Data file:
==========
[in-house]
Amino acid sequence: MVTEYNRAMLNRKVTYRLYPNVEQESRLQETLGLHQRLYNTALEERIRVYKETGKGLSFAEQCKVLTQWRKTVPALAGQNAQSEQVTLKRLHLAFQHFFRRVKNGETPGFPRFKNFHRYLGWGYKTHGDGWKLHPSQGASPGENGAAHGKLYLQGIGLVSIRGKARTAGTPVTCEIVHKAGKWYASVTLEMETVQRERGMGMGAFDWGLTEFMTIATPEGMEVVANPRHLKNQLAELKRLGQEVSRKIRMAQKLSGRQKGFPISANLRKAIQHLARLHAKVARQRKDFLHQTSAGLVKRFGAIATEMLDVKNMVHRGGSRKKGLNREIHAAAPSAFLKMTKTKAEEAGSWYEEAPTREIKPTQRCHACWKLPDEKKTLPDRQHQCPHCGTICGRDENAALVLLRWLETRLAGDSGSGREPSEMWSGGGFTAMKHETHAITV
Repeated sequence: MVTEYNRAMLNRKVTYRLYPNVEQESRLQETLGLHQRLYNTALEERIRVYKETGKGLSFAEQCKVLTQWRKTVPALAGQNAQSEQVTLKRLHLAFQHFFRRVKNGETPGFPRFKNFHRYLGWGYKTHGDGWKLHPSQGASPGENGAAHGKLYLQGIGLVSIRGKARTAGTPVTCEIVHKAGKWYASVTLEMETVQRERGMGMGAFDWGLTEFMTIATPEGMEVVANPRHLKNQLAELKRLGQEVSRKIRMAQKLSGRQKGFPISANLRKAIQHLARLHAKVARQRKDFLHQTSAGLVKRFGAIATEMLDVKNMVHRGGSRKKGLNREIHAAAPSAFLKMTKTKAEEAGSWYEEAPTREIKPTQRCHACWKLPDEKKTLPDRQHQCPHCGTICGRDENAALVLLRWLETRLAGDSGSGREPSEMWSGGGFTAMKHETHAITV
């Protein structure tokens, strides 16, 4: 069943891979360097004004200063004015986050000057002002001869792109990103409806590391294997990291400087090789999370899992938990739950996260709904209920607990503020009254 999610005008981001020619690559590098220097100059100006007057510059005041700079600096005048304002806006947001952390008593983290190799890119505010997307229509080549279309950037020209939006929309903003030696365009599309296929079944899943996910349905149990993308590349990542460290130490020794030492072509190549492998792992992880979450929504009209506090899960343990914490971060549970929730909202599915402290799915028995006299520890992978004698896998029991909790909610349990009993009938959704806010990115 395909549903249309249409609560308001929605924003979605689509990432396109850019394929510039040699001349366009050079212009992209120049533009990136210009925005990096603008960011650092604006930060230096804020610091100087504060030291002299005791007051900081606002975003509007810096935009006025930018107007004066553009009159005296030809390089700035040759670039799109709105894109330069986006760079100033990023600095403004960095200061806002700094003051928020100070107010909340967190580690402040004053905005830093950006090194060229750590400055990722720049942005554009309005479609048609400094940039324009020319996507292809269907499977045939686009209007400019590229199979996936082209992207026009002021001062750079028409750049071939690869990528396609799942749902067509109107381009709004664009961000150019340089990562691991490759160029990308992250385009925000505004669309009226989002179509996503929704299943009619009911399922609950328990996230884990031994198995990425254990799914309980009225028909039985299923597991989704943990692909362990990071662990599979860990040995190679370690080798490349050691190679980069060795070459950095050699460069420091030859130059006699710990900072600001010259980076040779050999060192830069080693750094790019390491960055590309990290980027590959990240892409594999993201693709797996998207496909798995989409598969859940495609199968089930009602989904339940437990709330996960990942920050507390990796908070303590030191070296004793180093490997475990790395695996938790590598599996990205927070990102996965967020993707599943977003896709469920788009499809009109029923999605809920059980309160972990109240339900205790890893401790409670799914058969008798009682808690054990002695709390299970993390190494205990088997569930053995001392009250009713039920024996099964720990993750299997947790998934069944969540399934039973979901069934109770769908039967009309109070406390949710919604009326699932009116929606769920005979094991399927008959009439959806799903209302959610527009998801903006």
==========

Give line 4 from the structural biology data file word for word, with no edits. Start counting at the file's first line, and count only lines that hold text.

């Protein structure tokens, strides 16, 4: 069943891979360097004004200063004015986050000057002002001869792109990103409806590391294997990291400087090789999370899992938990739950996260709904209920607990503020009254 999610005008981001020619690559590098220097100059100006007057510059005041700079600096005048304002806006947001952390008593983290190799890119505010997307229509080549279309950037020209939006929309903003030696365009599309296929079944899943996910349905149990993308590349990542460290130490020794030492072509190549492998792992992880979450929504009209506090899960343990914490971060549970929730909202599915402290799915028995006299520890992978004698896998029991909790909610349990009993009938959704806010990115 395909549903249309249409609560308001929605924003979605689509990432396109850019394929510039040699001349366009050079212009992209120049533009990136210009925005990096603008960011650092604006930060230096804020610091100087504060030291002299005791007051900081606002975003509007810096935009006025930018107007004066553009009159005296030809390089700035040759670039799109709105894109330069986006760079100033990023600095403004960095200061806002700094003051928020100070107010909340967190580690402040004053905005830093950006090194060229750590400055990722720049942005554009309005479609048609400094940039324009020319996507292809269907499977045939686009209007400019590229199979996936082209992207026009002021001062750079028409750049071939690869990528396609799942749902067509109107381009709004664009961000150019340089990562691991490759160029990308992250385009925000505004669309009226989002179509996503929704299943009619009911399922609950328990996230884990031994198995990425254990799914309980009225028909039985299923597991989704943990692909362990990071662990599979860990040995190679370690080798490349050691190679980069060795070459950095050699460069420091030859130059006699710990900072600001010259980076040779050999060192830069080693750094790019390491960055590309990290980027590959990240892409594999993201693709797996998207496909798995989409598969859940495609199968089930009602989904339940437990709330996960990942920050507390990796908070303590030191070296004793180093490997475990790395695996938790590598599996990205927070990102996965967020993707599943977003896709469920788009499809009109029923999605809920059980309160972990109240339900205790890893401790409670799914058969008798009682808690054990002695709390299970993390190494205990088997569930053995001392009250009713039920024996099964720990993750299997947790998934069944969540399934039973979901069934109770769908039967009309109070406390949710919604009326699932009116929606769920005979094991399927008959009439959806799903209302959610527009998801903006």